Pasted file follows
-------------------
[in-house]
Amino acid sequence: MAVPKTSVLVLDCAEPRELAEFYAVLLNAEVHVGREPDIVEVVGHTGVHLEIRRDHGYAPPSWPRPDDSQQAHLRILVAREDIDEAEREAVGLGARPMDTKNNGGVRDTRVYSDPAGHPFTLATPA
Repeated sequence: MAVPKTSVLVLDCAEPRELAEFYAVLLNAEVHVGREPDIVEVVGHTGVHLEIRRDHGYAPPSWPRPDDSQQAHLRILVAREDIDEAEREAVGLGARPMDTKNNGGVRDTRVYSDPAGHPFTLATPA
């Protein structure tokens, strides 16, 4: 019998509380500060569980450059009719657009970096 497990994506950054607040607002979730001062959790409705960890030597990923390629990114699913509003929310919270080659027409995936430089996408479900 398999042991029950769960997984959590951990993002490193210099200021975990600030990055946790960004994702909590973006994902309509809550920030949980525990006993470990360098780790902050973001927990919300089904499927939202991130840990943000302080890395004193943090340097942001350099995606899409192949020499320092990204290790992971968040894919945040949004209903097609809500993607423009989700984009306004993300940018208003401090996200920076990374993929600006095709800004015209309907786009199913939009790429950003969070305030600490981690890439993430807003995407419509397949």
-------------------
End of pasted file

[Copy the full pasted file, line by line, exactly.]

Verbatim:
[in-house]
Amino acid sequence: MAVPKTSVLVLDCAEPRELAEFYAVLLNAEVHVGREPDIVEVVGHTGVHLEIRRDHGYAPPSWPRPDDSQQAHLRILVAREDIDEAEREAVGLGARPMDTKNNGGVRDTRVYSDPAGHPFTLATPA
Repeated sequence: MAVPKTSVLVLDCAEPRELAEFYAVLLNAEVHVGREPDIVEVVGHTGVHLEIRRDHGYAPPSWPRPDDSQQAHLRILVAREDIDEAEREAVGLGARPMDTKNNGGVRDTRVYSDPAGHPFTLATPA
């Protein structure tokens, strides 16, 4: 019998509380500060569980450059009719657009970096 497990994506950054607040607002979730001062959790409705960890030597990923390629990114699913509003929310919270080659027409995936430089996408479900 398999042991029950769960997984959590951990993002490193210099200021975990600030990055946790960004994702909590973006994902309509809550920030949980525990006993470990360098780790902050973001927990919300089904499927939202991130840990943000302080890395004193943090340097942001350099995606899409192949020499320092990204290790992971968040894919945040949004209903097609809500993607423009989700984009306004993300940018208003401090996200920076990374993929600006095709800004015209309907786009199913939009790429950003969070305030600490981690890439993430807003995407419509397949």